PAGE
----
I want to keep generating those jobs and I can only do that if we’ve got a strongly growing economy and you won’t have a strongly growing economy if you run down a budget surplus irresponsibly and put upward pressure on interest rates and that in effect is what the state Premiers who are calling for an excise reduction, an excise freeze, that’s what they’re doing. What they’re really saying is that that is more important than reducing pressure on interest rates. Well I say to them it is less important. I say to them that it is irresponsible for politically opportunistic reasons to call for a freeze in excise when they well know that if that is funded out of an irresponsible run down in the budget surplus that will put upward pressure on interest rates. I’m not going to do that and I don’t mind what political complexion the Premier may be, any Premier that calls in the current circumstances to run down the budget surplus is really saying that he doesn’t mind if there’s upward pressure on interest rates. Well I do and I’m opposed to that and I think most Australians are opposed to it.

CORDEAUX:

Prime Minister, Lee from Reynella would like to speak to you.

LEE:

Good morning Prime Minister and good morning Jeremy. Mr Howard I would just like to give you and your Government a bouquet for giving a rebate on private medical. My husband and I were overseas in California for two years and when we came home we found our Medibank Private was less costly than it was when we left and it gave a lot of pensioners the incentive to go back on private medical. Thank you very much sir.

PRIME MINISTER:

Well I appreciate that and the indications are that it’s been taken up in a big way, this rebate, and I don’t mind the fact that we will probably have to pay out another $500 million a year than we planned. I regard that as a very good use of taxpayers' money to give people an incentive to go back to private health insurance. It’s been a hugely successful policy of the Government and thanks for your compliment.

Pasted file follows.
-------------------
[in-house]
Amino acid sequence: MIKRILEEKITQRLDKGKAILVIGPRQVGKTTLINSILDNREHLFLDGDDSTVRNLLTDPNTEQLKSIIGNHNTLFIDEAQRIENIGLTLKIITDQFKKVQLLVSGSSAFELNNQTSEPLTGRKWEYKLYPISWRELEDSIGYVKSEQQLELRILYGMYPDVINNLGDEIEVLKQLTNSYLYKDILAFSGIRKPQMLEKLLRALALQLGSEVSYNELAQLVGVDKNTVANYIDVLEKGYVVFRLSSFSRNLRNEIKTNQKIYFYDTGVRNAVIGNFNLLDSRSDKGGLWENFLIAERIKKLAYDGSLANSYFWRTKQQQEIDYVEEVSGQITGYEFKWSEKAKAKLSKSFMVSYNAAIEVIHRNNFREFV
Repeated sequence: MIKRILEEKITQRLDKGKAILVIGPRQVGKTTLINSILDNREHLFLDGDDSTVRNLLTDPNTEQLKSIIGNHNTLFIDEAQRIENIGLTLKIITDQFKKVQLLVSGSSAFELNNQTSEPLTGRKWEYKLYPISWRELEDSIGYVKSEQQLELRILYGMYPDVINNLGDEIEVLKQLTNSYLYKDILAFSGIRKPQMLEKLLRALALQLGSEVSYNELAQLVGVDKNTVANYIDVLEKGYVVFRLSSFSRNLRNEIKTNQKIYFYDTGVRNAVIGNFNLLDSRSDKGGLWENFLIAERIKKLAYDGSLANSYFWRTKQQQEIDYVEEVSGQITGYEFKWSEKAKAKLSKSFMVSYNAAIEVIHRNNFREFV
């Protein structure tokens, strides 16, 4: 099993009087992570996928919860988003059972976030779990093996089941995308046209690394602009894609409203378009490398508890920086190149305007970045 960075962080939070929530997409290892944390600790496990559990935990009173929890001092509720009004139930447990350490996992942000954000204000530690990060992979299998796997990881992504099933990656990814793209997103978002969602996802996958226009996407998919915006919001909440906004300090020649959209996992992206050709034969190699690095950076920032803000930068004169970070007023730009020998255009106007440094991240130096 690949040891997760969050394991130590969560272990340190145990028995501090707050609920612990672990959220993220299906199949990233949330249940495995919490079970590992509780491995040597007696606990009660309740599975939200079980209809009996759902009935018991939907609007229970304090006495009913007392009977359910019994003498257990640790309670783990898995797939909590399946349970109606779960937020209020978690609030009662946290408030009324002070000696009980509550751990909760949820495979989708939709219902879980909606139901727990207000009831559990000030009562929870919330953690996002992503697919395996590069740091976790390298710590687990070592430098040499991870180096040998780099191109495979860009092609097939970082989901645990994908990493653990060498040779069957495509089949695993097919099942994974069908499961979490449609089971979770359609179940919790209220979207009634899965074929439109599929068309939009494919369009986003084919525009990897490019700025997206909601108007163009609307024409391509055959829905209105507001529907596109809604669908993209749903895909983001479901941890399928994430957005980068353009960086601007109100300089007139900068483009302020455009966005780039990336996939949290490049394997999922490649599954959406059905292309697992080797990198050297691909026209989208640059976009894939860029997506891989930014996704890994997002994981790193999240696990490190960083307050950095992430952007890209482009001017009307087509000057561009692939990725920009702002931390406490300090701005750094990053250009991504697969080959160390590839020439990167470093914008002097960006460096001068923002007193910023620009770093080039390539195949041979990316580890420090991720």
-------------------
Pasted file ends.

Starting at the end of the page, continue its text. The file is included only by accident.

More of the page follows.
CORDEAUX:

Leanne, here’s the Prime Minister.

LEANNE:

Oh good morning. I’m ringing regarding I’m a non custodial mum of four children with 19% care of my children. I was on New Start and also the family payment and since the GST has come in my New Start has been reduced and my family payment has been reduced and therefore I’m worse off because of the GST.

PRIME MINISTER:

What explanation were you given for that? That doesn’t automatically follow to me. I’d want to know details of your case to be convinced that it’s due to the GST. Why would it be so because there was nothing in the GST arrangement that automatically reduced those entitlements.

LEANNE:

Because since the GST came into effect you need, you now have to have 30% care of your children to be able to …

PRIME MINISTER:

Could I get all of the details of that from you, if you could give your address and everything, and I’ll investigate it. I understand now the point you’re making, I’d just like to do some further investigation of it.

CORDEAUX:

Alright Leanne, just hang on there for a second would you. Hi Peter.

PETER:

Hello.

CORDEAUX:

Are you there Prime Minister.

PETER:

Hello Prime Minister. It’s Peter here.

PRIME MINISTER:

Yes, Peter.

PETER:

I was just wondering if you could explain something to me concerning the housing trust.

PRIME MINISTER:

That’s the State housing trust?

PETER:

Yes.

PRIME MINISTER:

It might be difficult. It is a State Government matter but I’ll try.

PETER:

I was initially allocated a housing trust house, right, and I had to change housing trust houses because of medical reasons.

PRIME MINISTER:

Yes, I understand.

PETER:

And to get a place near the person who (inaudible) my tablets, there is another place, right but the person who had it, they’ve basically poured petrol on it and burned it down. And then he’s going to be reallocated in it.

PRIME MINISTER:

Well Peter, could you possibly take that up with your local State Member of Parliament. I’m not unsympathetic to your position but it is something entirely under the control of the South Australian Government and I can’t fix it, if it can be fixed. But your local State Member of Parliament, whoever he or she may be, can probably do that. They can certainly give you advice.

CORDEAUX:

Six minutes to nine here at 5DN. The Prime Minister is my very special guest. Has your Government been able to put the Peter Reith telecard affair behind it or is that still going to be around for a while?

PRIME MINISTER: